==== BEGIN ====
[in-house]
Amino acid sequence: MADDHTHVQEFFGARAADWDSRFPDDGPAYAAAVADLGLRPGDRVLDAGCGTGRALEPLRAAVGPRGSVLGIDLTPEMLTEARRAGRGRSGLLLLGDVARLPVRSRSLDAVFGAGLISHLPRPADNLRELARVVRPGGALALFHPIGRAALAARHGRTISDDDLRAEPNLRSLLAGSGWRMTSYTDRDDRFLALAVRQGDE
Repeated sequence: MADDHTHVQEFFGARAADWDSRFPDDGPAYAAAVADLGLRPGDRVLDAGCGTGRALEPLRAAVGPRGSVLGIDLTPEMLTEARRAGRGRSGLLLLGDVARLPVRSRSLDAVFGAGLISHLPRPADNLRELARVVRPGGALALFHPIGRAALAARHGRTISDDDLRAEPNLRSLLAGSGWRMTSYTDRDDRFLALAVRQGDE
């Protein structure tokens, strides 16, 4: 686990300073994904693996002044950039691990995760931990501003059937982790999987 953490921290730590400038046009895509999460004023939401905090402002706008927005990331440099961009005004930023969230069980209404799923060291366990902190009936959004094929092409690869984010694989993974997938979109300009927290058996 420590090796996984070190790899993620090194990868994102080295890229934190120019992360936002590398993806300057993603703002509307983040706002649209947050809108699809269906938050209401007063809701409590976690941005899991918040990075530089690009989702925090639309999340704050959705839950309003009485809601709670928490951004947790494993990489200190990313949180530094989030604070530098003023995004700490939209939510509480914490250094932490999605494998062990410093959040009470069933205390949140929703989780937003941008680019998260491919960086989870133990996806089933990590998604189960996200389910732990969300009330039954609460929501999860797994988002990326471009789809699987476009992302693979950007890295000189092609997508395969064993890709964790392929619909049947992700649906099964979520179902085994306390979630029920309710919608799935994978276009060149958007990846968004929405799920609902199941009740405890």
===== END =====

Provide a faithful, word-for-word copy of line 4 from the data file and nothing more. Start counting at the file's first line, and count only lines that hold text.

């Protein structure tokens, strides 16, 4: 686990300073994904693996002044950039691990995760931990501003059937982790999987 953490921290730590400038046009895509999460004023939401905090402002706008927005990331440099961009005004930023969230069980209404799923060291366990902190009936959004094929092409690869984010694989993974997938979109300009927290058996 420590090796996984070190790899993620090194990868994102080295890229934190120019992360936002590398993806300057993603703002509307983040706002649209947050809108699809269906938050209401007063809701409590976690941005899991918040990075530089690009989702925090639309999340704050959705839950309003009485809601709670928490951004947790494993990489200190990313949180530094989030604070530098003023995004700490939209939510509480914490250094932490999605494998062990410093959040009470069933205390949140929703989780937003941008680019998260491919960086989870133990996806089933990590998604189960996200389910732990969300009330039954609460929501999860797994988002990326471009789809699987476009992302693979950007890295000189092609997508395969064993890709964790392929619909049947992700649906099964979520179902085994306390979630029920309710919608799935994978276009060149958007990846968004929405799920609902199941009740405890």